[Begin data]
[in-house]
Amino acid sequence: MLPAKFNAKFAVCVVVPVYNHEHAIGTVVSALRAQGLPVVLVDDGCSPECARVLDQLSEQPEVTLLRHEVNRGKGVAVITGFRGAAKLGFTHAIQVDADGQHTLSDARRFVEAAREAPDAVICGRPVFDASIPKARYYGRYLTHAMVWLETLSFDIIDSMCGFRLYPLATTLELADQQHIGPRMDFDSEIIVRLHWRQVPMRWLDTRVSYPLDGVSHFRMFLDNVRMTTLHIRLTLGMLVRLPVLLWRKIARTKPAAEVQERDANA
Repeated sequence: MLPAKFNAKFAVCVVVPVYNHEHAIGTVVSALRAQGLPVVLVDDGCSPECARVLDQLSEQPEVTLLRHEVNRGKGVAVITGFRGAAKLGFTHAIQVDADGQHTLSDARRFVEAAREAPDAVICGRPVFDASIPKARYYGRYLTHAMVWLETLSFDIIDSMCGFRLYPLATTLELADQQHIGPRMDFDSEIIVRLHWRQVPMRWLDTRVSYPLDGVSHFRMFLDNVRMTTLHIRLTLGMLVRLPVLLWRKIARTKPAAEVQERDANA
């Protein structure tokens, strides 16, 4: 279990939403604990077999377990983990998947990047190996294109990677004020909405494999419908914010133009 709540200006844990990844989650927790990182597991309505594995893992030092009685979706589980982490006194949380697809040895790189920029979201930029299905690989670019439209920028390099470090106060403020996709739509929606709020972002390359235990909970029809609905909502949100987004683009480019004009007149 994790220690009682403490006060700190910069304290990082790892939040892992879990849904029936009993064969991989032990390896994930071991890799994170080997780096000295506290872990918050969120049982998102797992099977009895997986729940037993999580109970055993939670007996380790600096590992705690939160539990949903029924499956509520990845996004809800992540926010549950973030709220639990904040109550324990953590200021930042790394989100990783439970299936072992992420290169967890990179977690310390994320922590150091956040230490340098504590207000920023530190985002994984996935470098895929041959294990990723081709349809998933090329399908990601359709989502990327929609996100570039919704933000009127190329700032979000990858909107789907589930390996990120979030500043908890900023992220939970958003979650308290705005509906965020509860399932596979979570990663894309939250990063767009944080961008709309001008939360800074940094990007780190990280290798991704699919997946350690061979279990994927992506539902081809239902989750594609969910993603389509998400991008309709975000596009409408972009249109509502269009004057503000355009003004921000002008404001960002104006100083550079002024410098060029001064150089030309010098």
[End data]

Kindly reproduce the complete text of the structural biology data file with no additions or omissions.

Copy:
[in-house]
Amino acid sequence: MLPAKFNAKFAVCVVVPVYNHEHAIGTVVSALRAQGLPVVLVDDGCSPECARVLDQLSEQPEVTLLRHEVNRGKGVAVITGFRGAAKLGFTHAIQVDADGQHTLSDARRFVEAAREAPDAVICGRPVFDASIPKARYYGRYLTHAMVWLETLSFDIIDSMCGFRLYPLATTLELADQQHIGPRMDFDSEIIVRLHWRQVPMRWLDTRVSYPLDGVSHFRMFLDNVRMTTLHIRLTLGMLVRLPVLLWRKIARTKPAAEVQERDANA
Repeated sequence: MLPAKFNAKFAVCVVVPVYNHEHAIGTVVSALRAQGLPVVLVDDGCSPECARVLDQLSEQPEVTLLRHEVNRGKGVAVITGFRGAAKLGFTHAIQVDADGQHTLSDARRFVEAAREAPDAVICGRPVFDASIPKARYYGRYLTHAMVWLETLSFDIIDSMCGFRLYPLATTLELADQQHIGPRMDFDSEIIVRLHWRQVPMRWLDTRVSYPLDGVSHFRMFLDNVRMTTLHIRLTLGMLVRLPVLLWRKIARTKPAAEVQERDANA
């Protein structure tokens, strides 16, 4: 279990939403604990077999377990983990998947990047190996294109990677004020909405494999419908914010133009 709540200006844990990844989650927790990182597991309505594995893992030092009685979706589980982490006194949380697809040895790189920029979201930029299905690989670019439209920028390099470090106060403020996709739509929606709020972002390359235990909970029809609905909502949100987004683009480019004009007149 994790220690009682403490006060700190910069304290990082790892939040892992879990849904029936009993064969991989032990390896994930071991890799994170080997780096000295506290872990918050969120049982998102797992099977009895997986729940037993999580109970055993939670007996380790600096590992705690939160539990949903029924499956509520990845996004809800992540926010549950973030709220639990904040109550324990953590200021930042790394989100990783439970299936072992992420290169967890990179977690310390994320922590150091956040230490340098504590207000920023530190985002994984996935470098895929041959294990990723081709349809998933090329399908990601359709989502990327929609996100570039919704933000009127190329700032979000990858909107789907589930390996990120979030500043908890900023992220939970958003979650308290705005509906965020509860399932596979979570990663894309939250990063767009944080961008709309001008939360800074940094990007780190990280290798991704699919997946350690061979279990994927992506539902081809239902989750594609969910993603389509998400991008309709975000596009409408972009249109509502269009004057503000355009003004921000002008404001960002104006100083550079002024410098060029001064150089030309010098």